Given the current Brexit crisis there are few certainties about future immigration rules, but for Claire Nilson and Hodon Buraleh there are encouraging signs in Philip Hammond’s Spring Statement for those concerned about the growing skills gap.
UK chancellor Philip Hammond announced on 13 March that PhD-level jobs will be taken out of the cap on Tier 2 skilled worker visas and travelling researchers will be made exempt from settlement rules that penalise lengthy absences from the UK.
He told the House of Commons that “free movement of people will end and we will take back control of our borders” after Brexit. However, he also said that the government would make the borders more flexible. In particular, he stated that landing cards would be abolished from June 2019, and citizens of the US, Canada, New Zealand, Australia, Japan, Singapore and South Korea, and EU nationals would be able to use “e-gates” at airports and Eurostar terminals.
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Most significantly, Hammond said that a “key pillar of our plan is backing Britain to remain at the forefront of the technology revolution that is transforming our economy. And to support that ambition, from this autumn we will completely exempt PhD-level roles from the visa caps.”
He added in the written ministerial statement that “from autumn 2019, PhD-level occupations will be exempt from the Tier 2 (General) cap, and at the same time the government will update the immigration rules on 180-day absences so that researchers conducting fieldwork overseas are not penalised if they apply to settle in the UK.”
This signals that overseas research may now count as residence in the UK. This will be helpful for researchers as they will not be penalised unfairly for time spent overseas conducting vital fieldwork if they want to apply for indefinite leave to remain (or settled status) in the UK.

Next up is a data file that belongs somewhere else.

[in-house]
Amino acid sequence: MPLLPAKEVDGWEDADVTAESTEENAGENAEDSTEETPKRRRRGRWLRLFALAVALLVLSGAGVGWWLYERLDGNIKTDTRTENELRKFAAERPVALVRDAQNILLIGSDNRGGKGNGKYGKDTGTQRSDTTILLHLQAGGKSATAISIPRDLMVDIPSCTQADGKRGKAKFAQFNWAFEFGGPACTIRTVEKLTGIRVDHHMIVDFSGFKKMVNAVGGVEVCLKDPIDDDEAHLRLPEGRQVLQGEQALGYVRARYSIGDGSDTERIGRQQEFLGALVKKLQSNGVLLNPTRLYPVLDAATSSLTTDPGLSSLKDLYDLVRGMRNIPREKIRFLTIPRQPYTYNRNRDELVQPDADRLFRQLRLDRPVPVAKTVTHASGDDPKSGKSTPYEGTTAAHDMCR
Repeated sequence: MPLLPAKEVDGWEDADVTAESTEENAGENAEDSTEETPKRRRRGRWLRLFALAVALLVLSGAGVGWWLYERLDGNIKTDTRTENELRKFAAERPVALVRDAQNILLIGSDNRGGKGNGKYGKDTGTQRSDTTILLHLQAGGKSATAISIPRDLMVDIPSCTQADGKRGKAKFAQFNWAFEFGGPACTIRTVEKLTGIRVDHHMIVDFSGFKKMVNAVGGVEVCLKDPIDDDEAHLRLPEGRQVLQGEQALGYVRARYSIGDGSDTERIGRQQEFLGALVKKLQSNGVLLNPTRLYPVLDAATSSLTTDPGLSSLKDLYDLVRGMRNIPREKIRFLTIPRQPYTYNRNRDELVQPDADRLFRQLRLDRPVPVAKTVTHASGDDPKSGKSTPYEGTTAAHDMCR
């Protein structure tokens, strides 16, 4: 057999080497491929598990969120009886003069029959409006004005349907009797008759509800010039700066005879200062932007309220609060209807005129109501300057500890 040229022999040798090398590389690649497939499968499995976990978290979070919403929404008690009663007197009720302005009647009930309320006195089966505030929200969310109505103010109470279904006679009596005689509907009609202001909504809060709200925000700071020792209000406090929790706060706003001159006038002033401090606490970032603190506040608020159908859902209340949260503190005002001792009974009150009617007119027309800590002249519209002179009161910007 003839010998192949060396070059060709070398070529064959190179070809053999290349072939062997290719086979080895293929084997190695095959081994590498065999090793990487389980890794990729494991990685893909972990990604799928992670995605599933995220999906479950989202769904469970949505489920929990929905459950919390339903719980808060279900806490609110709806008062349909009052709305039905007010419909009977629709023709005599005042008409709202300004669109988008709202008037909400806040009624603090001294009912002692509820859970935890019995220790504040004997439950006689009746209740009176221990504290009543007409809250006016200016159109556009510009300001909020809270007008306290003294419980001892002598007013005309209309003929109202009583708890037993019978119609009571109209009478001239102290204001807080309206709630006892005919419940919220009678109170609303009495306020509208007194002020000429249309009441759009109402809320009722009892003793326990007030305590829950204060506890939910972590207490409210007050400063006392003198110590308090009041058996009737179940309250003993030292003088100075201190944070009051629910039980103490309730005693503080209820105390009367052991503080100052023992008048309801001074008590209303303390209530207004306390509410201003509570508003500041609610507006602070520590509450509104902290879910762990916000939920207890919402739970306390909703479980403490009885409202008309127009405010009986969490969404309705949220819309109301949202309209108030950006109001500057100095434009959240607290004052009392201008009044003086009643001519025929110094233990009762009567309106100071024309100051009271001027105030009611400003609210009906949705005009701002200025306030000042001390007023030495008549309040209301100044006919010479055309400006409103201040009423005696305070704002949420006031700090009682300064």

This new announcement comes a year after doctors and nurses were removed from the cap to address shortages in the NHS. This could be seen as the first step towards the complete removal of a cap on visas for skilled workers when a new immigration system comes into force in 2021.
Large groups of professionals are set to benefit from this exemption. The UK government has also proposed in the new migration system from 2021 that students will be given more time to stay in the UK and look for employment after their studies. The aim of the new system operating from 2021 is to open the UK to the most skilled from around the world who wish to come to live and work in the UK.
Currently, only a limited number of visas are issued every year under the Tier 2 skilled worker category. However, PhD-level occupations have always been prioritised in the monthly restricted certificate of sponsorship cycle, so their removal from the allocation system should allow more non-PhD-level roles to make it through the Tier 2 skilled worker category quota.
The UK is already suffering from a shortage of skilled staff and given that the Brexit saga continues, the potential implications of this skills gap remains a critical issue. At this stage, it is not clear exactly which roles will benefit from this move. It is also not clear how, if at all, this will reduce the current skills gap.
This news, however, is welcomed by many. It will allow universities to attract high-calibre foreign national researchers (especially important after the end of free movement for researchers from the EU), so it can be seen as a positive step in closing out the skills gap. It also provides certainty to universities and academics studying in the UK that those applying will receive a visa if they meet all the UK immigration requirements.
Now that the cap has been removed for both health workers and researchers the UK government is moving towards closing the skills gap. Employers have the opportunity to act much more quickly when sponsoring health workers and researchers instead of waiting weeks for a restricted certificate of sponsorship. It is possible for employers to be able to use their unrestricted certificate of sponsorship so that a visa can be issued within a matter of days.
Although this is a positive move, we still have a long way to go to lessen the skills gap. Reforming the salary threshold in the Tier 2 skills worker category would lessen the skills gap. Salary is used as a substitution for skills, the higher the salary on offer for the role, the more points the sponsored migrant scores. This penalises younger workers, who typically are on lower salaries. Recent graduates struggled to meet the salary threshold required to be allocated a Tier 2 visa when the quota was reached last year.
Even though this threshold has dropped now because doctors and nurses are outside the limit, if the quota is reached in the near future this will impact graduates before some other groups. The salary thresholds have a disproportionate impact on businesses located outside London and the South East, and make no allowances for geographical location to reflect the lower salaries paid in the regions.
Whether the announcements made in the Spring Statement will have their intended effect in a post-Brexit UK is anyone’s guess. What is certain is that these proposed changes are an attempt at closing the skills gap that currently exists in the UK.